The essential meaning of Bohr's explanation of EPR that thus emerges has then to do with fact that, in the process of knowing any noumenal data, the knowing process necessarily adds an element that has to do with the conditions of the knowing. The known is more than the noumenal data concerning the noumenal atomic entity and its noumenal description, and it must necessarily include the boundary conditions between the realm of the observed and the realm of the observer. The known that gets projected back into noumenal reality is the composite of the phenomenal construct of the atomic entity and the phenomenal condition that must necessarily accompany it in the phenomenal description and be the context for any prediction about the phenomenal construct of the atomic entity, which is the most that we can ever hope to test in any experiment.

In the psychological case, we must explain how a state of mind or a phenomenal experience results in an action that is causally efficacious in the noumenal world. James avers that this happens automatically and is therefore a physiological issue, but he also admits that most of our volitions resulting in attentions are motivated by intentions with respect to actions. James also says that the automatic enactment of a state of mind is due to an act on the part of nature, and hence it falls within the province of something that physics should explain.

At the end of the briefer course, James gives his true verdict on the metaphysical approach, which Folse rejects. James, on the contrary, asserts that the problem of the knower and the known can *only* be solved by metaphysics. Indeed, the knower knows the known not just as a phenomenal construct, but also as a projection onto noumenal reality of which he has knowledge. This involves the related issues of the enduring object in philosophy and the record of an experiment in physics. So, the upshot is that in the final analysis, what is required from nature is just passive pliancy on the part of the unknowable noumenon in nature to our experience and our will, or to the phenomenal result of our experiment in the physics case. That the world is so constituted, both metaphysically and panpsychically, is an essential, if not *the* essential, ingredient of the Copenhagen interpretation. This is neither obscure nor absurd, but in keeping with the results of the phenomenological tradition of Descartes, Husserl, and Kant, which is arguably the mainstream of Western philosophy.

I think I have demonstrated what the Copenhagen interpretation actually is and what it actually says about EPR. This truth has been obscured by those who did not have the insight to go into these matters, which are admittedly extremely difficult. Only with the searchlight of eternity can these matters be correctly explicated. Without doing so, however, one might reasonably expect that critics would refrain from denouncing what they do not even begin to understand.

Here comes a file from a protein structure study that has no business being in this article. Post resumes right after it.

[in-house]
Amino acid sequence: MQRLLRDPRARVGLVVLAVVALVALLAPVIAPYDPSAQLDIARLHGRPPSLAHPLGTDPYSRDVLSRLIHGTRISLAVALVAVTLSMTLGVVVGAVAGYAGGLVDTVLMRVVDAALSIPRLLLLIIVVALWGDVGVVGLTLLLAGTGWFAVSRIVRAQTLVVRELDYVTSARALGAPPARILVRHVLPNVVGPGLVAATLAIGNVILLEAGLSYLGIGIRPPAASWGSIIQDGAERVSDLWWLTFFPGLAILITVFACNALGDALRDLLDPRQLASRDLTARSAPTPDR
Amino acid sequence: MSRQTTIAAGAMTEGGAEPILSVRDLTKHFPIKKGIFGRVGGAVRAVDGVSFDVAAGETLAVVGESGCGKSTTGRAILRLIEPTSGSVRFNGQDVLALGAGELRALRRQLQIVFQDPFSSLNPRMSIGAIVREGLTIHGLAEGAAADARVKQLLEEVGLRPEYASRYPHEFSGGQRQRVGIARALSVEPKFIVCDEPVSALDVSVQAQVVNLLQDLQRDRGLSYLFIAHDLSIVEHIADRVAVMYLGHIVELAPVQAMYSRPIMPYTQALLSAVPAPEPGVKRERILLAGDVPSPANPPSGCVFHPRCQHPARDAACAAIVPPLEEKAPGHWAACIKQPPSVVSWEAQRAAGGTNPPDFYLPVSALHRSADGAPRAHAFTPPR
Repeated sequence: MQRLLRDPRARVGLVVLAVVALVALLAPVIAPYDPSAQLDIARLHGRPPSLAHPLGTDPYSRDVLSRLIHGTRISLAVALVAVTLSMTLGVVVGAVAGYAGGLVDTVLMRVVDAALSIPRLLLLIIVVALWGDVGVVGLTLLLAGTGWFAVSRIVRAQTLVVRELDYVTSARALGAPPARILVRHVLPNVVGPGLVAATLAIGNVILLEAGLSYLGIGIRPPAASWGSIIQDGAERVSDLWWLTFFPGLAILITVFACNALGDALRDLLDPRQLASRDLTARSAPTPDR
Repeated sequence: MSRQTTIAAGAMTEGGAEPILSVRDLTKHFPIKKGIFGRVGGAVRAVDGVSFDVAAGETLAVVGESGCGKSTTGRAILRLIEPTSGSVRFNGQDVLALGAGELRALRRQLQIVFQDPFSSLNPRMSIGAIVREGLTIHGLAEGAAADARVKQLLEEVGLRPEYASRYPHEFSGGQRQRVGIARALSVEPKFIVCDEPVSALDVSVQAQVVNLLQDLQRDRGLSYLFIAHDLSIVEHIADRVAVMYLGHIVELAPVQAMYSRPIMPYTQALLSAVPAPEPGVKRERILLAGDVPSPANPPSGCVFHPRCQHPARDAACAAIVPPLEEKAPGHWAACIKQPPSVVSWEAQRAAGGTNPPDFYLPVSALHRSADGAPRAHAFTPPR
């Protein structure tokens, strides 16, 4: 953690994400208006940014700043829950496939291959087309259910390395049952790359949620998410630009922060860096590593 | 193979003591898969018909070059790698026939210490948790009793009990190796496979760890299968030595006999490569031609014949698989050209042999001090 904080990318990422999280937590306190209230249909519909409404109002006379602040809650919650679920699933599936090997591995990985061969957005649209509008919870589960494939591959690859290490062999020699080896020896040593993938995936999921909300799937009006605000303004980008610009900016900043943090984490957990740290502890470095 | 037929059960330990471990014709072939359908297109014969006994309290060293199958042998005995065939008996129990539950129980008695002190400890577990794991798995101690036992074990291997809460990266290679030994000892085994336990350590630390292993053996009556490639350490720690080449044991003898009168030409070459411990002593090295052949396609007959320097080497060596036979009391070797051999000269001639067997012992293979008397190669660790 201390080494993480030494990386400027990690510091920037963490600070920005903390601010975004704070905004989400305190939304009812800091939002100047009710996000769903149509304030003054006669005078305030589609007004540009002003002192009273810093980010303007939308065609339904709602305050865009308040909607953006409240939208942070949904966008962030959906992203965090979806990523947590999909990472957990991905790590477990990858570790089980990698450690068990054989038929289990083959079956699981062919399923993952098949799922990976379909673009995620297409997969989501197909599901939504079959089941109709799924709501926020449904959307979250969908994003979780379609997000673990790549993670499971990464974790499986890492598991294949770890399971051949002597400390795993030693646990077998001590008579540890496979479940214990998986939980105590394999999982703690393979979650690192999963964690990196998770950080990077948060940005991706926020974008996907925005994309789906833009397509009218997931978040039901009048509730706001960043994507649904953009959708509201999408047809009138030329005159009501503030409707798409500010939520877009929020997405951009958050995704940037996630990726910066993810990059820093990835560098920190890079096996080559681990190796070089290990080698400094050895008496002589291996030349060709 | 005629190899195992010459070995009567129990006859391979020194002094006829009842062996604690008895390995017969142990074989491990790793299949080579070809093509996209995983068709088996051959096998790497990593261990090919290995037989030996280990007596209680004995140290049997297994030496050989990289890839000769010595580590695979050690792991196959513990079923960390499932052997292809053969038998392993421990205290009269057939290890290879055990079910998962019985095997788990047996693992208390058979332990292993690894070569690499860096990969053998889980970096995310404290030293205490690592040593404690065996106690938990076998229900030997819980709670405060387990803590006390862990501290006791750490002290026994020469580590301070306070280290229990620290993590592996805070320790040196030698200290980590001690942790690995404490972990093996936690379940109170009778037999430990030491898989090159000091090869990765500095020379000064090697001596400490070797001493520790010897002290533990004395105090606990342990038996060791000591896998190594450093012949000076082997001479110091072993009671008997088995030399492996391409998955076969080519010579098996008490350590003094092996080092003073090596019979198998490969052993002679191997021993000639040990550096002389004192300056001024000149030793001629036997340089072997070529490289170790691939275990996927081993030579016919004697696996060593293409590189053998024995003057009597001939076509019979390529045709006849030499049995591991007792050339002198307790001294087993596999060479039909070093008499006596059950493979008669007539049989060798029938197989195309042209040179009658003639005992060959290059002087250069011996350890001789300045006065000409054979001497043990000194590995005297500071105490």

Nor are the opinions of half-hearted advocates of the Copenhagen interpretation, such as Henry Stapp, anything but confusing when, in apparent ignorance of its deep metaphysical content, they assert that it is merely the "pragmatic" approach. As I have demonstrated here, nothing could be further from the truth. Bohr himself gave rise to this source of confusion by not distinguishing clearly between his algorithmic claims, which *are* pragmatic, and his philosophic claims, which are phenomenal and phenomenological. As I have explained in the previous essay, these respective claims pertain to the grasp and the reach of the man. The reach exceeds the grasp and points toward a transcending transformation of it. Bohr was both an experimental physicist as well as a philosopher and a psychologist of the highest order, even though it remains for us today to turn Bohr's reach into our grasp. This is the direction of the next great breakthrough in physics!

Elijah, as the forerunner of the Christ, is working through me now to restore the hearts of the fathers (Descartes and Bohr) to the hearts of the children, lest the Lord come and smite the earth with a curse. If the Light of God comes when our minds are in utter confusion, that confusion will be amplified, resulting in the afforementioned "curse". Therefore, make straight the paths (neural pathways) of the Lord! Shukanadi, ki jai!

Peter Joseph Mutnick 1949 - 2000